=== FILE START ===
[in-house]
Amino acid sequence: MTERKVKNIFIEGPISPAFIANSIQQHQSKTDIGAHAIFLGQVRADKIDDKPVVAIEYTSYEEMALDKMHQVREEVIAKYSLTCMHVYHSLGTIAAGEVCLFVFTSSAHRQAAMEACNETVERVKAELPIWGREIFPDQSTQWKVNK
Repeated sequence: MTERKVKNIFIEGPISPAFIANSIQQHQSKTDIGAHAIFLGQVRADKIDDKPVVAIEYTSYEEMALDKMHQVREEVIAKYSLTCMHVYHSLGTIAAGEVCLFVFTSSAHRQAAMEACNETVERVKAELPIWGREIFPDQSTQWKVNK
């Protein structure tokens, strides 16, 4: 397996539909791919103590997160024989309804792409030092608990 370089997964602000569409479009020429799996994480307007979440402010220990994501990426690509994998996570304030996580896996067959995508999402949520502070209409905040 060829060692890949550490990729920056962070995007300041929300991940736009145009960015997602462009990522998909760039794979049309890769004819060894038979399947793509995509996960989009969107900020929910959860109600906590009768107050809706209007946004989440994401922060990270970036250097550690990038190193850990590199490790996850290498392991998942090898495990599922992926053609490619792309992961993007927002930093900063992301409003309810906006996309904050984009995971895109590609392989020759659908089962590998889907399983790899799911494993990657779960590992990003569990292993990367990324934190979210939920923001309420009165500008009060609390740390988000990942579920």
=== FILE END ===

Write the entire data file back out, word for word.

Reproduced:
[in-house]
Amino acid sequence: MTERKVKNIFIEGPISPAFIANSIQQHQSKTDIGAHAIFLGQVRADKIDDKPVVAIEYTSYEEMALDKMHQVREEVIAKYSLTCMHVYHSLGTIAAGEVCLFVFTSSAHRQAAMEACNETVERVKAELPIWGREIFPDQSTQWKVNK
Repeated sequence: MTERKVKNIFIEGPISPAFIANSIQQHQSKTDIGAHAIFLGQVRADKIDDKPVVAIEYTSYEEMALDKMHQVREEVIAKYSLTCMHVYHSLGTIAAGEVCLFVFTSSAHRQAAMEACNETVERVKAELPIWGREIFPDQSTQWKVNK
């Protein structure tokens, strides 16, 4: 397996539909791919103590997160024989309804792409030092608990 370089997964602000569409479009020429799996994480307007979440402010220990994501990426690509994998996570304030996580896996067959995508999402949520502070209409905040 060829060692890949550490990729920056962070995007300041929300991940736009145009960015997602462009990522998909760039794979049309890769004819060894038979399947793509995509996960989009969107900020929910959860109600906590009768107050809706209007946004989440994401922060990270970036250097550690990038190193850990590199490790996850290498392991998942090898495990599922992926053609490619792309992961993007927002930093900063992301409003309810906006996309904050984009995971895109590609392989020759659908089962590998889907399983790899799911494993990657779960590992990003569990292993990367990324934190979210939920923001309420009165500008009060609390740390988000990942579920």